K

KlondikeDelight

Wow I am embarrassed! Sorry for my ignorance and thank you for your patient response!

Are fall update letters allowed even if you don't receive an interview invite? For some reason, I am under the impression that you can only send one after an interview.

Also could you give me some tips if by the time I get my secondaries I still have not finalized my plans. I'm working on a trip overseas to participate in charitable work but I won't know if I have the funds till around September and I would like to fill out my secondaries before then!

Thank you!
 
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1) Are fall update letters allowed even if you don't receive an interview invite? For some reason, I am under the impression that you can only send one after an interview.

2) Also could you give me some tips if by the time I get my secondaries I still have not finalized my plans. I'm working on a trip overseas to participate in charitable work but I won't know if I have the funds till around September and I would like to fill out my secondaries before then!
1) Schools vary in their policy about supplemental materials, like update letters. Some don't allow them at all. Some don't allow them until after interviews. And others permit frequent updates.

2) All Secondaries don't provide an opportunity to share one's plans. But for those that do, just be honest and vague about future plans (maybe, "I'd like to travel if funds are available" or "I plan to look for a job, but meanwhile will continue my current activities of xxx, yyy, and zzz."), as you are correct that it's embarrassing at interviews to have presented a precise roadmap for activities that fall through.

You can also consider reworking your plan and engaging in charitable work locally that wouldn't require travel funds. Adcomms prefer to see engagement with the local community over international charity work that provides you with a travel adventure.
 

kaj

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Hello!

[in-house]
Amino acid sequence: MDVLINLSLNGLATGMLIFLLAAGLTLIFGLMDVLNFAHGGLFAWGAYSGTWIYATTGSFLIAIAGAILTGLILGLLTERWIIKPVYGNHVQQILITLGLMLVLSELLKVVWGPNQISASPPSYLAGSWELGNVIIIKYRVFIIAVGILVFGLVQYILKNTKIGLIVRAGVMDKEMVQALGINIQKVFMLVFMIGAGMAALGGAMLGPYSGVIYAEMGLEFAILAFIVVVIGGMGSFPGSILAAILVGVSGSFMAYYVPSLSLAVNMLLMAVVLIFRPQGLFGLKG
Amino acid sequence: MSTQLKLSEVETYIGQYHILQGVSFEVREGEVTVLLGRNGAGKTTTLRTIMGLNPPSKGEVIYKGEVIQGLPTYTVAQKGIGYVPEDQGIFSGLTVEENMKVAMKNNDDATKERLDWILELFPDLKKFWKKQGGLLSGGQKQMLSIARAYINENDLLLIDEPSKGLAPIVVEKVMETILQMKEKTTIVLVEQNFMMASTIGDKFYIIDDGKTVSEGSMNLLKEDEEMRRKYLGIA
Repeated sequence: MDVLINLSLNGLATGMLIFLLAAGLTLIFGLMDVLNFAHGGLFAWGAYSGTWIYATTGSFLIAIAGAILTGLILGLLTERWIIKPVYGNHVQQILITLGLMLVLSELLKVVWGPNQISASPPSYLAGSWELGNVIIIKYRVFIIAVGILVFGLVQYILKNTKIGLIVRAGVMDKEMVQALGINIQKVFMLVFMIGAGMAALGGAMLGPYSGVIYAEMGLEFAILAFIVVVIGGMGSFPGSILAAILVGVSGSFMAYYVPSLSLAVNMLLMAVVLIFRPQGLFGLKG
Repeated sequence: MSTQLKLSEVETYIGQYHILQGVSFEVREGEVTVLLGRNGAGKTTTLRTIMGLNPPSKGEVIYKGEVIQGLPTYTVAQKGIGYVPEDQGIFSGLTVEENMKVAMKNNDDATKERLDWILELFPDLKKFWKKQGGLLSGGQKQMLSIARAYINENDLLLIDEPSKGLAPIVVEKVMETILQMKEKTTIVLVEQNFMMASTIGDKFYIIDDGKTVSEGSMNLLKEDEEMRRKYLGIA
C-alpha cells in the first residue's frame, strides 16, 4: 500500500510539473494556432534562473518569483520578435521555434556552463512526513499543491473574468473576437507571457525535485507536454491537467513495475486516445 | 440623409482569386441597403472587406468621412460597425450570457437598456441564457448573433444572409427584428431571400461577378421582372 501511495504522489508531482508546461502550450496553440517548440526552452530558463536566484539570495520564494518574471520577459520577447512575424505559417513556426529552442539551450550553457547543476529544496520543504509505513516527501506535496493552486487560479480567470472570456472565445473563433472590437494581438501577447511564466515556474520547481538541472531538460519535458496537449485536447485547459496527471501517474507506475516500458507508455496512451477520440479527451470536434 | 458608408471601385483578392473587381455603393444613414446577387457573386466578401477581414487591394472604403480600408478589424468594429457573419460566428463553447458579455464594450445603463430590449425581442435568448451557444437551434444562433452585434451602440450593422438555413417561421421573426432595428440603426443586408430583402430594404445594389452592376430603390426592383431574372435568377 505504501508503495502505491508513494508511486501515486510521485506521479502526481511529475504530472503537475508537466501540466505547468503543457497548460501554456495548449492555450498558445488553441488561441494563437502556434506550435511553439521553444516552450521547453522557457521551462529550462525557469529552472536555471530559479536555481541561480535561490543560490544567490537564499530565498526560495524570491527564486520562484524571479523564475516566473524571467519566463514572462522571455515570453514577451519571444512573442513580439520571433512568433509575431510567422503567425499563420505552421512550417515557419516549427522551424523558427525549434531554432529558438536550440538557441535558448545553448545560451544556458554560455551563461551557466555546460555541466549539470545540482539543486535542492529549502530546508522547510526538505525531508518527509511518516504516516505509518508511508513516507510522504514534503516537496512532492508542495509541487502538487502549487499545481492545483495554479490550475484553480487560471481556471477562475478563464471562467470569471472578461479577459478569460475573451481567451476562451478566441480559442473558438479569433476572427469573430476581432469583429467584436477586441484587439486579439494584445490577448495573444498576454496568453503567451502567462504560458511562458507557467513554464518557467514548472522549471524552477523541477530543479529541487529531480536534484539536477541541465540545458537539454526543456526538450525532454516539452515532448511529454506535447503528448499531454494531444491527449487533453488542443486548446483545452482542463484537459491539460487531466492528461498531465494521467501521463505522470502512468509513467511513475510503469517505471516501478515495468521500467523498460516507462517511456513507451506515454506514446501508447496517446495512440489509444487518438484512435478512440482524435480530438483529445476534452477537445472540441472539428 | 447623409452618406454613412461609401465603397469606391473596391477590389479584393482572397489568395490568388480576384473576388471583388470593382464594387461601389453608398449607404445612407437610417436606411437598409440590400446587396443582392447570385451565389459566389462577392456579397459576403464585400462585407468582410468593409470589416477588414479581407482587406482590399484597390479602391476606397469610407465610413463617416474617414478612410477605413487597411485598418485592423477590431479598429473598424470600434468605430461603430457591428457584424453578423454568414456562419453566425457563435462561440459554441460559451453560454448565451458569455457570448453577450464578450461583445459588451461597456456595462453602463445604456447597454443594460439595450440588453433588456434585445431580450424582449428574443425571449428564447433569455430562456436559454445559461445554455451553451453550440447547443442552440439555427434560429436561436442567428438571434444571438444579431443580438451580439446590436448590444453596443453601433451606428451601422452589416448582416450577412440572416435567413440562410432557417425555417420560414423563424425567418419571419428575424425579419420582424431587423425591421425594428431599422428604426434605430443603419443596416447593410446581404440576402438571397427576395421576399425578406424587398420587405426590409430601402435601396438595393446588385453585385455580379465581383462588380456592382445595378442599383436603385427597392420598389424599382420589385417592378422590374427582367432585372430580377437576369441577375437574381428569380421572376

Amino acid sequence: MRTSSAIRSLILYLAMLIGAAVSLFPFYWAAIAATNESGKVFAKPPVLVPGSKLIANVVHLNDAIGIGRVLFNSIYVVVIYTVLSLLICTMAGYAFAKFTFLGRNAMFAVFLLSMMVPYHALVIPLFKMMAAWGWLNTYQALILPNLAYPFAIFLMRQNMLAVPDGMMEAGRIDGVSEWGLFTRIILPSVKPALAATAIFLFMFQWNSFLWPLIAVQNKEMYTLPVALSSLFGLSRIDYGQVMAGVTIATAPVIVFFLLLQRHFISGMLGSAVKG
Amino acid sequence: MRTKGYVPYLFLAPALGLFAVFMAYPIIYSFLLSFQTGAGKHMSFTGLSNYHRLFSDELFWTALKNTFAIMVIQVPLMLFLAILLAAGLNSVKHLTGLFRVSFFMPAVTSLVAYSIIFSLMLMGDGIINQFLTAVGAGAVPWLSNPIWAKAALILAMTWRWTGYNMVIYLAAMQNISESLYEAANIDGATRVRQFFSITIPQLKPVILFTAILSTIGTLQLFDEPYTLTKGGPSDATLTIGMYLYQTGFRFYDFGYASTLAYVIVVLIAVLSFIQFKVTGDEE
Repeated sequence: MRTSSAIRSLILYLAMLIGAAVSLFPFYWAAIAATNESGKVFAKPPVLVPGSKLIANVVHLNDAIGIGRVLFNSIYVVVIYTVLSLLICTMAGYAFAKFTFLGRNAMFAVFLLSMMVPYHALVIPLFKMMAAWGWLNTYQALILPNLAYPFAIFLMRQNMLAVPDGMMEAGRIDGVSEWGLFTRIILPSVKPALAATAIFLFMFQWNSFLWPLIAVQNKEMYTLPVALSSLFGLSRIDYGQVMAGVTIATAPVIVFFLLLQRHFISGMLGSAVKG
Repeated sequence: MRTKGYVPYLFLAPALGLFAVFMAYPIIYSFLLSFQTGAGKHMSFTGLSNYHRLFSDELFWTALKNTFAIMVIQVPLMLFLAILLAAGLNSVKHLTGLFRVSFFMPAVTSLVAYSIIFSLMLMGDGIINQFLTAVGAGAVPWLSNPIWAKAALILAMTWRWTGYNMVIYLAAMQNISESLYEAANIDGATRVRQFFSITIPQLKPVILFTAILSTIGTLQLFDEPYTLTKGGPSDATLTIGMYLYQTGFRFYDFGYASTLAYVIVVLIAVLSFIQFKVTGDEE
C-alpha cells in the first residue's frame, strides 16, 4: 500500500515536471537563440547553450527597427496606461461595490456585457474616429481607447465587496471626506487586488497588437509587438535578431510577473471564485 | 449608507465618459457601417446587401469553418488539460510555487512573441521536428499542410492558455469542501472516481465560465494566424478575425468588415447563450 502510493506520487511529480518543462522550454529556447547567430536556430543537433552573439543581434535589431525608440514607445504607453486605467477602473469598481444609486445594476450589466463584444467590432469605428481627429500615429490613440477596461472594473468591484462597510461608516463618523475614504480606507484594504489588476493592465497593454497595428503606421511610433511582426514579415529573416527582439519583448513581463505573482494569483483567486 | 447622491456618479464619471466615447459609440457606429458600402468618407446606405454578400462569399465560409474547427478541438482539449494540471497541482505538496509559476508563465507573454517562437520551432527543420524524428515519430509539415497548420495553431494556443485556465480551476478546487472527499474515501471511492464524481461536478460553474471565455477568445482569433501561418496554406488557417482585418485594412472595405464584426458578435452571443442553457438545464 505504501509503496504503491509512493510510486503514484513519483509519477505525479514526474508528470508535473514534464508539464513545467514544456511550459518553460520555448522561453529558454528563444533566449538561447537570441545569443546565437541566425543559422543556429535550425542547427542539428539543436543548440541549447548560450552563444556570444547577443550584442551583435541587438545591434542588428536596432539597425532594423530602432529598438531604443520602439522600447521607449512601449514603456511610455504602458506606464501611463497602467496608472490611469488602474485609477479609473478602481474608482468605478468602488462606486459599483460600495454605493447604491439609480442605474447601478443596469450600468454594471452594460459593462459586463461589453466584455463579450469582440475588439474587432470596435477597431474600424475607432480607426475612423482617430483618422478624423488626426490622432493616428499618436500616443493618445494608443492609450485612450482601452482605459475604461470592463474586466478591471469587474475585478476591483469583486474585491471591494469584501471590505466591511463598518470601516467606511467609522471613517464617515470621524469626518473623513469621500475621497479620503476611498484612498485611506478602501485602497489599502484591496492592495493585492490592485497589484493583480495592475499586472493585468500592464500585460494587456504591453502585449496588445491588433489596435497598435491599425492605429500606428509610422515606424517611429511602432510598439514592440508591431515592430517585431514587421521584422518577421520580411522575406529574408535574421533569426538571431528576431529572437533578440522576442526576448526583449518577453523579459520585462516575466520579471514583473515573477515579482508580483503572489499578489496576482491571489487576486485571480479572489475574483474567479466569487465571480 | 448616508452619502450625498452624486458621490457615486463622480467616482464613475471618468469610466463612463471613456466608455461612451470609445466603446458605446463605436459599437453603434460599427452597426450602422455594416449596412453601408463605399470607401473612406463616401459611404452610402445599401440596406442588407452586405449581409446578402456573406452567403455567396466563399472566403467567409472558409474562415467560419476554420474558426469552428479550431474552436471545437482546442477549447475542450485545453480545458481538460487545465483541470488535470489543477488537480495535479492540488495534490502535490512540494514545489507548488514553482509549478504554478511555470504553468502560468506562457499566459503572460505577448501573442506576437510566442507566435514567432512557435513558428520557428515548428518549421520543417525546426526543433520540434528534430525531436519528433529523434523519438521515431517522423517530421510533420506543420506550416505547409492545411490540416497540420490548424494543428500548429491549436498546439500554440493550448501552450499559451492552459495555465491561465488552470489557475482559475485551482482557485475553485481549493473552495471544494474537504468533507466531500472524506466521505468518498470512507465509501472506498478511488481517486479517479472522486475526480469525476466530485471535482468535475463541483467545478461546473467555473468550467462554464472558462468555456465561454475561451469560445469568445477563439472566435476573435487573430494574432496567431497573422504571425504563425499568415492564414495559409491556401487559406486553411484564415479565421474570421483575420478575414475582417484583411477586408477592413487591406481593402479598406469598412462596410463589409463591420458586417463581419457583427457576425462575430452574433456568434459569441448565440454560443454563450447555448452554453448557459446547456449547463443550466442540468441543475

I apologize in advance if this question has already been asked but the search results were too confusing when I tried to look for it.

If I'm listing all my awards under one entry, awards I've received for academic achievement, research, financial aid, and community service, what is the recommended date I put? I've received them all on different dates so I'm unsure what to put there.

thank you!!
 
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Hello!
I apologize in advance if this question has already been asked but the search results were too confusing when I tried to look for it.

If I'm listing all my awards under one entry, awards I've received for academic achievement, research, financial aid, and community service, what is the recommended date I put? I've received them all on different dates so I'm unsure what to put there.

thank you!!
Whichever one you consider most important, list that one first and use its date in the header. Dates for the others can be inserted directly after their names.
 
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ciestar

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I don't even know how I would go about my own leadership experience. I'm a team leader at my job (pharmacy) and I'm also a team leader at one of my non-clinical volunteering gigs. I'm not sure where I'd even classify any of it. I was also essentially lead TA when I was TAing, but I feel like all three are better suited for other categories. So how would I go about explaining the leadership here? How much do adcoms really read into your descriptions on amcas?
 

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Hi Catalystik! I actually have a question about how to list a couple experiences that are specific to myself.. is there a way I could ask you privately?